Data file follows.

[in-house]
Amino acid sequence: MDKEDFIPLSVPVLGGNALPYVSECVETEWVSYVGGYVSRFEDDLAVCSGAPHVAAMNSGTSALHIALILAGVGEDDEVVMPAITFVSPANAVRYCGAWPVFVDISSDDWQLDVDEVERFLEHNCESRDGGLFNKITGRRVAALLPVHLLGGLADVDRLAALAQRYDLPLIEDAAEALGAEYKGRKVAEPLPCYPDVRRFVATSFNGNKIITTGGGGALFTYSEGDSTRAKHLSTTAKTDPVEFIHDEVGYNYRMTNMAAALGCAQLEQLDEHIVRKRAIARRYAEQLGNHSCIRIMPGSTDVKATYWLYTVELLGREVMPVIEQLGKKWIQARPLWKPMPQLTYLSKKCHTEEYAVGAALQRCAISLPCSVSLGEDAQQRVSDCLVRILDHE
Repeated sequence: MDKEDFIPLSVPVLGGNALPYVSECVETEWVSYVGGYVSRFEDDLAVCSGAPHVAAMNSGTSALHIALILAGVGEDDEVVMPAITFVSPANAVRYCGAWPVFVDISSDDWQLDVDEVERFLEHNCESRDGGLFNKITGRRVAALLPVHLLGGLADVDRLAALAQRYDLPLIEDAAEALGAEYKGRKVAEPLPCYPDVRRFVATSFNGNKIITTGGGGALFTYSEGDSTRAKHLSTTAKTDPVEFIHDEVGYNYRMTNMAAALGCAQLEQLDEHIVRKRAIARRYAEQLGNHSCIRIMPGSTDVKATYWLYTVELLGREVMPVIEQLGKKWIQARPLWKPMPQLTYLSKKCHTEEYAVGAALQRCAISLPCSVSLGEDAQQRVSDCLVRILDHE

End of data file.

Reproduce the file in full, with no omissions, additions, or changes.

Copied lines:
[in-house]
Amino acid sequence: MDKEDFIPLSVPVLGGNALPYVSECVETEWVSYVGGYVSRFEDDLAVCSGAPHVAAMNSGTSALHIALILAGVGEDDEVVMPAITFVSPANAVRYCGAWPVFVDISSDDWQLDVDEVERFLEHNCESRDGGLFNKITGRRVAALLPVHLLGGLADVDRLAALAQRYDLPLIEDAAEALGAEYKGRKVAEPLPCYPDVRRFVATSFNGNKIITTGGGGALFTYSEGDSTRAKHLSTTAKTDPVEFIHDEVGYNYRMTNMAAALGCAQLEQLDEHIVRKRAIARRYAEQLGNHSCIRIMPGSTDVKATYWLYTVELLGREVMPVIEQLGKKWIQARPLWKPMPQLTYLSKKCHTEEYAVGAALQRCAISLPCSVSLGEDAQQRVSDCLVRILDHE
Repeated sequence: MDKEDFIPLSVPVLGGNALPYVSECVETEWVSYVGGYVSRFEDDLAVCSGAPHVAAMNSGTSALHIALILAGVGEDDEVVMPAITFVSPANAVRYCGAWPVFVDISSDDWQLDVDEVERFLEHNCESRDGGLFNKITGRRVAALLPVHLLGGLADVDRLAALAQRYDLPLIEDAAEALGAEYKGRKVAEPLPCYPDVRRFVATSFNGNKIITTGGGGALFTYSEGDSTRAKHLSTTAKTDPVEFIHDEVGYNYRMTNMAAALGCAQLEQLDEHIVRKRAIARRYAEQLGNHSCIRIMPGSTDVKATYWLYTVELLGREVMPVIEQLGKKWIQARPLWKPMPQLTYLSKKCHTEEYAVGAALQRCAISLPCSVSLGEDAQQRVSDCLVRILDHE